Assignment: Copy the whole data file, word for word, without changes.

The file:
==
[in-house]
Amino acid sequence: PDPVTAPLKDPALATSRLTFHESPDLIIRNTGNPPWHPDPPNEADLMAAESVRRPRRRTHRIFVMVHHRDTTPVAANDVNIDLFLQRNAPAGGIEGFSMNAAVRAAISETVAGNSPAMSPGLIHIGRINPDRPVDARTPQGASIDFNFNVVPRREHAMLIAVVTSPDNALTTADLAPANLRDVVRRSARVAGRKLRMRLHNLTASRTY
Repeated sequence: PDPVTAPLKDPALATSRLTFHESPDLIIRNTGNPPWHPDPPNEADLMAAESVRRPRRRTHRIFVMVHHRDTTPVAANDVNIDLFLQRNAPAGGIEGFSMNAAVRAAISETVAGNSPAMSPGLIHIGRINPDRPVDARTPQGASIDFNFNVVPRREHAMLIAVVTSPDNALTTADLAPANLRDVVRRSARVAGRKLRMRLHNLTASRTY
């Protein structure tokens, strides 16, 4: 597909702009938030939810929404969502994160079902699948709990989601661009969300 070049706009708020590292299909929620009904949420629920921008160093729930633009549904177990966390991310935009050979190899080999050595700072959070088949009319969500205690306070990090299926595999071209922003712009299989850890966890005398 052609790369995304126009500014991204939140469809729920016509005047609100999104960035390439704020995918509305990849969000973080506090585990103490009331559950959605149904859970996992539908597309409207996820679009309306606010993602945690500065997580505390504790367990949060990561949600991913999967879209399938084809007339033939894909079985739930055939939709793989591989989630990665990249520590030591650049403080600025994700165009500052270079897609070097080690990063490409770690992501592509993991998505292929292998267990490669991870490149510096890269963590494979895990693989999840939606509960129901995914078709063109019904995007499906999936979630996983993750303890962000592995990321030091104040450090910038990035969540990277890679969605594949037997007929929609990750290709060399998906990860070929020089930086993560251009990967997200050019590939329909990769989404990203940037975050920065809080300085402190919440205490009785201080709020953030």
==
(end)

[in-house]
Amino acid sequence: PDPVTAPLKDPALATSRLTFHESPDLIIRNTGNPPWHPDPPNEADLMAAESVRRPRRRTHRIFVMVHHRDTTPVAANDVNIDLFLQRNAPAGGIEGFSMNAAVRAAISETVAGNSPAMSPGLIHIGRINPDRPVDARTPQGASIDFNFNVVPRREHAMLIAVVTSPDNALTTADLAPANLRDVVRRSARVAGRKLRMRLHNLTASRTY
Repeated sequence: PDPVTAPLKDPALATSRLTFHESPDLIIRNTGNPPWHPDPPNEADLMAAESVRRPRRRTHRIFVMVHHRDTTPVAANDVNIDLFLQRNAPAGGIEGFSMNAAVRAAISETVAGNSPAMSPGLIHIGRINPDRPVDARTPQGASIDFNFNVVPRREHAMLIAVVTSPDNALTTADLAPANLRDVVRRSARVAGRKLRMRLHNLTASRTY
């Protein structure tokens, strides 16, 4: 597909702009938030939810929404969502994160079902699948709990989601661009969300 070049706009708020590292299909929620009904949420629920921008160093729930633009549904177990966390991310935009050979190899080999050595700072959070088949009319969500205690306070990090299926595999071209922003712009299989850890966890005398 052609790369995304126009500014991204939140469809729920016509005047609100999104960035390439704020995918509305990849969000973080506090585990103490009331559950959605149904859970996992539908597309409207996820679009309306606010993602945690500065997580505390504790367990949060990561949600991913999967879209399938084809007339033939894909079985739930055939939709793989591989989630990665990249520590030591650049403080600025994700165009500052270079897609070097080690990063490409770690992501592509993991998505292929292998267990490669991870490149510096890269963590494979895990693989999840939606509960129901995914078709063109019904995007499906999936979630996983993750303890962000592995990321030091104040450090910038990035969540990277890679969605594949037997007929929609990750290709060399998906990860070929020089930086993560251009990967997200050019590939329909990769989404990203940037975050920065809080300085402190919440205490009785201080709020953030």